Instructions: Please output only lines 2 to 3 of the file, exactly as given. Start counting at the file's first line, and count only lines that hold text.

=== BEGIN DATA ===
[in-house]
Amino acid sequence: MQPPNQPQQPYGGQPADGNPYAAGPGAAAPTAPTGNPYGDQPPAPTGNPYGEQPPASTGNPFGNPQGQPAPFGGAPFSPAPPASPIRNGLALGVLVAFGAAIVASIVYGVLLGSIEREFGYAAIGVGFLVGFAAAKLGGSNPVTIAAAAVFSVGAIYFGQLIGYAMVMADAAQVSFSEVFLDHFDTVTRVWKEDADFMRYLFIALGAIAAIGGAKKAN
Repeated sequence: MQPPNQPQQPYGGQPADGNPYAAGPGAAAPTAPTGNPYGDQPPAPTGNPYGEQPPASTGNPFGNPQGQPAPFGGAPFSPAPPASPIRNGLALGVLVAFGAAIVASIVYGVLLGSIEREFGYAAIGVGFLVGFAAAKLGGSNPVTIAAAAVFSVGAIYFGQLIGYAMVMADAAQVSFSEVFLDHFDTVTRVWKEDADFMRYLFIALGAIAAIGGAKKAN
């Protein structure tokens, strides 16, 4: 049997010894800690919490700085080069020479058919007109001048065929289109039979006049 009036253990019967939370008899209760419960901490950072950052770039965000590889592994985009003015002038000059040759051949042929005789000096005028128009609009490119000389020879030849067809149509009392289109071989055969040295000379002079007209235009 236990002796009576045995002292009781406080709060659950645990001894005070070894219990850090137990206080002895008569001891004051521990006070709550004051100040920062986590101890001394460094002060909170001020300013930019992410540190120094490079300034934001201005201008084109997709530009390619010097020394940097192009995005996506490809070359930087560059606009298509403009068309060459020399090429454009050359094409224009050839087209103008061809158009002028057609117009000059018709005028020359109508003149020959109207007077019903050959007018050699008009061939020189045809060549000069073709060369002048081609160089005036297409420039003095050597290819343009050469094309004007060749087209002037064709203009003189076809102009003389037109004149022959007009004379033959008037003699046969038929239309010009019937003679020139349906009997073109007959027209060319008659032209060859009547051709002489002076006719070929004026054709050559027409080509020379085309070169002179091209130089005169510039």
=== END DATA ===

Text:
Amino acid sequence: MQPPNQPQQPYGGQPADGNPYAAGPGAAAPTAPTGNPYGDQPPAPTGNPYGEQPPASTGNPFGNPQGQPAPFGGAPFSPAPPASPIRNGLALGVLVAFGAAIVASIVYGVLLGSIEREFGYAAIGVGFLVGFAAAKLGGSNPVTIAAAAVFSVGAIYFGQLIGYAMVMADAAQVSFSEVFLDHFDTVTRVWKEDADFMRYLFIALGAIAAIGGAKKAN
Repeated sequence: MQPPNQPQQPYGGQPADGNPYAAGPGAAAPTAPTGNPYGDQPPAPTGNPYGEQPPASTGNPFGNPQGQPAPFGGAPFSPAPPASPIRNGLALGVLVAFGAAIVASIVYGVLLGSIEREFGYAAIGVGFLVGFAAAKLGGSNPVTIAAAAVFSVGAIYFGQLIGYAMVMADAAQVSFSEVFLDHFDTVTRVWKEDADFMRYLFIALGAIAAIGGAKKAN